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Article
April 1966

Visual Phenomena Associated With Central Scotoma Caused by Obstruction of the Central Retinal Vein

Author Affiliations

Marblehead, Mass
Dr. Verhoeff is Emeritus Professor of Ophthalmic Research, Harvard Medical School, and Consulting Chief of Ophthalmology, Masachusetts Eye and Ear Infirmary, Boston.

Arch Ophthalmol. 1966;75(4):467-468. doi:10.1001/archopht.1966.00970050469004
Abstract

In February 1959 I recorded my visual acuity with glass as 20/15+ in each eye. Soon after this, I discovered by means of a pinhole that I had a cataract (sclerosed lens) beginning in each eye. Then, my visual acuity began to fail, and by January 1963 had become very poor. However, with a dilated pupil and +3.5 OS added to my distance correction, I could read ordinary print with my right eye. At this time, I discovered that I had a large central scotoma in my left eye. On ophthalmoscopic examination, Feb 3, 1963, Dr. Paul Chandler found that the retina of this eye was covered with hemorrhages, and he made a diagnosis of obstruction of the central vein. The visual acuity of the left eye was 20/200 obtained by eccentric fixation.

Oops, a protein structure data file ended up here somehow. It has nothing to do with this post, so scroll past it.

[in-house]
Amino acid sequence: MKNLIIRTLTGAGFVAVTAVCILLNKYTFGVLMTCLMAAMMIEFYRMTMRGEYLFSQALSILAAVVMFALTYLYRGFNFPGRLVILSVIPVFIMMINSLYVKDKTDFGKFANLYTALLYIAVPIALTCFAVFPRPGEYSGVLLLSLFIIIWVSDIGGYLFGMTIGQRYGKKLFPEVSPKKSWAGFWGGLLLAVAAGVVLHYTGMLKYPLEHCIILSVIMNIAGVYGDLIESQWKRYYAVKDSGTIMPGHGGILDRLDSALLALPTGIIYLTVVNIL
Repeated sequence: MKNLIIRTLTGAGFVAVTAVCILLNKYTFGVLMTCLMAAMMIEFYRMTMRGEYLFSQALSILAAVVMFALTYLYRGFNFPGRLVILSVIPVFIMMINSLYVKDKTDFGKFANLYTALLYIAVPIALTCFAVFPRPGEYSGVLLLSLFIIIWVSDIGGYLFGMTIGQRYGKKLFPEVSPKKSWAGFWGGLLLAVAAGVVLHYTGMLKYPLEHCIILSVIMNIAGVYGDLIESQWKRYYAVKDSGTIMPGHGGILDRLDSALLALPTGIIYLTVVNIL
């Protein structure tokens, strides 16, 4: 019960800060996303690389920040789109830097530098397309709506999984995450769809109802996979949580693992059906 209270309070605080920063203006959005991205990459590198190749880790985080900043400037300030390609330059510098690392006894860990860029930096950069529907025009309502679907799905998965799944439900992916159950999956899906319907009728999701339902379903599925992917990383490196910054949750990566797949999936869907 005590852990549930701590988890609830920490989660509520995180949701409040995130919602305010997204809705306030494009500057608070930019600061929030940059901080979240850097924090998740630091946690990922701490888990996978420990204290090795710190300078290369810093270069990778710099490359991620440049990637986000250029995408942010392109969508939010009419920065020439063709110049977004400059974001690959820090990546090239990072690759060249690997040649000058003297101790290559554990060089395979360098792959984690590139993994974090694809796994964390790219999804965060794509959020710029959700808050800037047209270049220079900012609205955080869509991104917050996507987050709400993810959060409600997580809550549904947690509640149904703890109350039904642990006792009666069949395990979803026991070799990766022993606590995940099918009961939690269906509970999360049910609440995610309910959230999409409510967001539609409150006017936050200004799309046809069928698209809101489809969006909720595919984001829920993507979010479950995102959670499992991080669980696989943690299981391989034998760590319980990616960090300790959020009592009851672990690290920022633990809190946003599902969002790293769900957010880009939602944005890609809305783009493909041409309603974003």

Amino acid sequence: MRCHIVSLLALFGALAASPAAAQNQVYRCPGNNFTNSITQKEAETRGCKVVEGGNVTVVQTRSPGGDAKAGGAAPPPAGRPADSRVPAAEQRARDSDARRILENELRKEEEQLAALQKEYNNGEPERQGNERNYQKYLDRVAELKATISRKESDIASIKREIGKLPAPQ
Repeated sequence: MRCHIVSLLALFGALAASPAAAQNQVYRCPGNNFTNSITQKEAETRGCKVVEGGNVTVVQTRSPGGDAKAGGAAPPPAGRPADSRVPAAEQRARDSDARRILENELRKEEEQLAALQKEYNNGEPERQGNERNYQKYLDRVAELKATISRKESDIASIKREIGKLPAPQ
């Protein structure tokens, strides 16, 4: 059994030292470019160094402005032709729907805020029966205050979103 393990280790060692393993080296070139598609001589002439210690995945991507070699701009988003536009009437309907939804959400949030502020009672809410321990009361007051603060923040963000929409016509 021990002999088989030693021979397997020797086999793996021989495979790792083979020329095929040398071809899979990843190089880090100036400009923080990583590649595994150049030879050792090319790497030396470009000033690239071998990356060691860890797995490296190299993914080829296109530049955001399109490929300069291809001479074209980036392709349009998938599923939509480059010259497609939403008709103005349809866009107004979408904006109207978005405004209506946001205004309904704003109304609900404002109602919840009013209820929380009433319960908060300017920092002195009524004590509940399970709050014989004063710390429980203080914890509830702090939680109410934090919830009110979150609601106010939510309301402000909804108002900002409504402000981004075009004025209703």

The retinal hemorrhages have completely disappeared, but the central scotoma has remained. On a black target screen

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